Kusai – the most intractable of Saddam’s sons – also started paying attention to al-Qaeda. Saddam signed a few decrees forbidding women to work in selected fields. Extremely conservative Sunni brotherhoods started springing up everywhere in the Iraqi countryside. It’s no wonder that the secular Iraq of the 70s has disappeared: Sunni mosques are being built everywhere.
But there is absolutely no evidence that al-Qaeda was or may be directly involved in Iraq. The only concret link is the fact that Muhamad Atta – the chief pilot on September 11 – twice went on a return ticket to Prague from New York to meet the local chief of Iraqi intelligence. And as far as Saddam Hussein’s stock of weapons of mass destruction is concerned, it is primitive, and merely defensive. The excuses for an American attack are flimsy at best.
Asia Times Online also ascertained – through a member of the Republican Guard who agreed to talk in absolute secrecy – that Saddam now lives in constant double-edged fear: fear of the inevitable American attack, and fear of the plots to kill him, concocted either by disgruntled generals or by key former figures like his half-brother Bassam, former ambassador in Geneva, or the former chief of military intelligence who now lives and plots in Damascus.
But Saddam’s biggest fear remains Iran – and the Shi’ite majority in Iraq who would expect help from Tehran in case the regime starts imploding. As Saddam was propping up Syria’s regime, he still refused to renounce Kuwait. But in the end Tariq Aziz’s strategy was successful: Iraq finally recognized Kuwait at the Beirut summit – but in exchange for total solidarity of the Arab states in case of American attack. It’s open to scrutiny how this solidarity would resist extreme American economic and military pressure.
One of the strategies Saddam could use to protect his assets from American strikes is to roll his tanks into Syria with the benediction of Bashar Assad, and proclaim that he is ready to liberate Palestine: anyway, this is what an artillery of videos on Iraqi state TV rhetorically proclaim non-stop. The Iraqi move would certainly force Israel to wage war against Syria – but ultimately nothing would prevent the Israelis, and the Americans, to go from smashing Damascus to smashing Baghdad.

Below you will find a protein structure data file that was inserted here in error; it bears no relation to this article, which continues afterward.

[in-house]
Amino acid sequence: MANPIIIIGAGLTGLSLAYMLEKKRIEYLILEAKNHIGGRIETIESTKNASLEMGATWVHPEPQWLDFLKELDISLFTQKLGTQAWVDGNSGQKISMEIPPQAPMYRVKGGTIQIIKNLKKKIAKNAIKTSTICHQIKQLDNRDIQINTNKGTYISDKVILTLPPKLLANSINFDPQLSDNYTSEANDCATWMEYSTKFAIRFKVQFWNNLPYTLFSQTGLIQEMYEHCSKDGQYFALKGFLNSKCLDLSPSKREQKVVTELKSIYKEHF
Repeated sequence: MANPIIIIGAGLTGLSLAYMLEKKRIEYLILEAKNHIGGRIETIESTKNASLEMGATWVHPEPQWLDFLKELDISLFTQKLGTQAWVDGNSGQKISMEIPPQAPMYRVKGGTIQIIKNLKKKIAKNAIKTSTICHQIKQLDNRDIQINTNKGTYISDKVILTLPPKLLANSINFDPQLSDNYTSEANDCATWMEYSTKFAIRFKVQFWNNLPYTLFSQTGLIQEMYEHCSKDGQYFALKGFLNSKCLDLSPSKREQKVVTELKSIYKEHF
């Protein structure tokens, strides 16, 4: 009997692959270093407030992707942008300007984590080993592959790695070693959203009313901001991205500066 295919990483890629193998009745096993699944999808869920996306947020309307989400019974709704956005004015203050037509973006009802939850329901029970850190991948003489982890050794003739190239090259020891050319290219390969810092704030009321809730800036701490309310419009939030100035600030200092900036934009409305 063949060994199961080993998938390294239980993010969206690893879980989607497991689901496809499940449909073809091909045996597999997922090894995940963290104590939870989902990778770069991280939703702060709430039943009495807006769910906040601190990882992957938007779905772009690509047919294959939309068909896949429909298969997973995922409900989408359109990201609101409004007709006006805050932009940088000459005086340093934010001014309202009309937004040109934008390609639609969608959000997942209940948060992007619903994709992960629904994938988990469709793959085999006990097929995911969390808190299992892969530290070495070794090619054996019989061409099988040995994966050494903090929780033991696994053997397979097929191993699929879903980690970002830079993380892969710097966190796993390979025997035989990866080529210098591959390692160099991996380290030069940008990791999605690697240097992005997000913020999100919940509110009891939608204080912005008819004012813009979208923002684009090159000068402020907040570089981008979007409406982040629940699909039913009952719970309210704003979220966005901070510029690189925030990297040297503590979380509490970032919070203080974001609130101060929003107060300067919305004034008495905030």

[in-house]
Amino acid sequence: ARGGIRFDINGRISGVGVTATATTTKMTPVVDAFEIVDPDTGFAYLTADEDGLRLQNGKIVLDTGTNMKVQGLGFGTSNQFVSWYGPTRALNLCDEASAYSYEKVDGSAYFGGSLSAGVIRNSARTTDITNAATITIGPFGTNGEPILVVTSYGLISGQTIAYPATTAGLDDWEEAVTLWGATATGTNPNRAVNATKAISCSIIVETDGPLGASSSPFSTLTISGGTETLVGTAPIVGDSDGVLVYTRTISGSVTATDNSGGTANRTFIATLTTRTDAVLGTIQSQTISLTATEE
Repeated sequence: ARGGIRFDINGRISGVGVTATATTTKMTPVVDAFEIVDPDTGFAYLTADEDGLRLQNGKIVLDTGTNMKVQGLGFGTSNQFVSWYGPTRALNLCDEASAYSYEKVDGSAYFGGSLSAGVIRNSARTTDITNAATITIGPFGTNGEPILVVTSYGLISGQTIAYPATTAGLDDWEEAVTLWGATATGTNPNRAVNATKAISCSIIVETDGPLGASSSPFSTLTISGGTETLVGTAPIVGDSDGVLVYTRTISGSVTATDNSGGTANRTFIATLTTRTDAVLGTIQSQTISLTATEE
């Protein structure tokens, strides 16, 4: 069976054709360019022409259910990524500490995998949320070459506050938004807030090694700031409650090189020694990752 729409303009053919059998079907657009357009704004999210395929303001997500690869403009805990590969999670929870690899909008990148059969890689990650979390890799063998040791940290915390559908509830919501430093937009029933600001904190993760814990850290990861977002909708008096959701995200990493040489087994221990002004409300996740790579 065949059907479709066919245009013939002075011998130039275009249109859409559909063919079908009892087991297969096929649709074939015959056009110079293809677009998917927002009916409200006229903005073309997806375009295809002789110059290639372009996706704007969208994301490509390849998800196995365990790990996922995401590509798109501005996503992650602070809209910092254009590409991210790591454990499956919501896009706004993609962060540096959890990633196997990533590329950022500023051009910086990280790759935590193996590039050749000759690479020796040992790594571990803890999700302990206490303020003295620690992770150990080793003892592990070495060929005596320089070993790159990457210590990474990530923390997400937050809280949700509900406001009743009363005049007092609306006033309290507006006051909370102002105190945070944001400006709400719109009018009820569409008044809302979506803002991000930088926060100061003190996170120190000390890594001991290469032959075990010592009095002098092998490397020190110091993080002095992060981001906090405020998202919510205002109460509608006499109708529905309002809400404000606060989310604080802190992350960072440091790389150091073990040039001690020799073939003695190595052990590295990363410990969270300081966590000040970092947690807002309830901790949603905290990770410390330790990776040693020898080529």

It’s no secret among European diplomatic circles that what the US really wants is to install a vassal regime in a crucial oil producing country like Iraq. The US wants a thug – a new Mubarak – but “our thug.” The new thug would be a vital cog in a grand geostrategic oil design. As the US is already on the ground in Central Asia and slowly encircles Russia and China, nothing would be sweeter than a Middle East linked to Central Asia as an American-influenced geostrategic area.
Arguably none of Washington’s hawks has a clue on what to do with Iraq after Saddam. It’s absolutely unlikely that a liberal regime would spring up in Baghdad. Echoes from the Kurdish diaspora in London and Paris reveal that the Kurds are deeply divided over their future. Those who live in the autonomous area in the north are not willing to abandon their comfortable semi-independent status. And the Iraqi opposition in exile is little more than a bunch of thugs.
It’s very important to point out that since the “Mother of All Battles” – as the Gulf War is known in Iraq – Saddam was absolutely incapable of containing the Kurd secession in the north. These Kurds speak an Iranian language, they were part of the Ottoman Empire until 1918, and since then have no particular reason to feel they belong to Iraq. They were glued to Iraq by the British – for strictly oil-related reasons. They are very close to their blood brothers in Turkey and also in Iran.
Saddam did his homework. He was interested only in the oil-rich part of Kurdistan, prone to a process of “Arabization.” The rest of the province was tribal territory – and off limits to Iraq’s army. Since 1991 an autonomous Kurdistan is under a shadow American protection: its leader, Masoud Barzani, is under de facto Turkish protection.
The CIA may not know that some of the key Iraqi ayatollahs are in favor of democracy in Iraq, and many are admittedly nostalgic for King Faisal and the Hashemite dynasty. Saddam himself has been courting the ayatollahs for years. Most of all, the ayatollahs really fear Saddam’s sons, the ruthless Udai and the extremely cruel Kusai.
Whatever the outcome of the Empire striking back, European diplomats agree that “the integrity of Iraq is the most important consideration of all. It’s vital for Turkey, Iran, Syria and Saudi Arabia, all the important regional players”, as a Danish diplomat (Denmark currently holds the EU presidency) put it. The common nightmare is a post-Saddam Hussein fragmentation. Everybody in Europe and the Arab world fears that if Israel finally decides to go back to its pre-1967 borders, the US will eventually get a free hand from all those “solid” Arab leaders in Beirut to do whatever they want with Iraq. No wonder the anonymous Republican Guardsman in Baghdad revealed that Saddam is suffering one long, endless, sleepless night.